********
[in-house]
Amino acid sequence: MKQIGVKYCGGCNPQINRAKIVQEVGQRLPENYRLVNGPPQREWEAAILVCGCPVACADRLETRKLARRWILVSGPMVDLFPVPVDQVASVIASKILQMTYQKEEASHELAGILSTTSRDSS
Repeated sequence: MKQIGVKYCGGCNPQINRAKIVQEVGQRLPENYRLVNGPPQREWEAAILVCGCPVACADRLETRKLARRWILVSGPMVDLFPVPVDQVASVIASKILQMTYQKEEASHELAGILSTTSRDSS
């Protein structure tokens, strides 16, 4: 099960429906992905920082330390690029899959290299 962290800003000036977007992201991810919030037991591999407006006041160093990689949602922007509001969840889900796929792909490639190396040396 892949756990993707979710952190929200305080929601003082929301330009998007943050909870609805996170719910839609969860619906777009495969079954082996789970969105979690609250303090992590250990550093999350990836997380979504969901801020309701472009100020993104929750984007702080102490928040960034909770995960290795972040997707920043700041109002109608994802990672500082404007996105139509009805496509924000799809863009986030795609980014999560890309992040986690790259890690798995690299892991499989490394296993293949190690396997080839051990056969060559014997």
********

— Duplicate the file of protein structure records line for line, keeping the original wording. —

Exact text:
[in-house]
Amino acid sequence: MKQIGVKYCGGCNPQINRAKIVQEVGQRLPENYRLVNGPPQREWEAAILVCGCPVACADRLETRKLARRWILVSGPMVDLFPVPVDQVASVIASKILQMTYQKEEASHELAGILSTTSRDSS
Repeated sequence: MKQIGVKYCGGCNPQINRAKIVQEVGQRLPENYRLVNGPPQREWEAAILVCGCPVACADRLETRKLARRWILVSGPMVDLFPVPVDQVASVIASKILQMTYQKEEASHELAGILSTTSRDSS
């Protein structure tokens, strides 16, 4: 099960429906992905920082330390690029899959290299 962290800003000036977007992201991810919030037991591999407006006041160093990689949602922007509001969840889900796929792909490639190396040396 892949756990993707979710952190929200305080929601003082929301330009998007943050909870609805996170719910839609969860619906777009495969079954082996789970969105979690609250303090992590250990550093999350990836997380979504969901801020309701472009100020993104929750984007702080102490928040960034909770995960290795972040997707920043700041109002109608994802990672500082404007996105139509009805496509924000799809863009986030795609980014999560890309992040986690790259890690798995690299892991499989490394296993293949190690396997080839051990056969060559014997």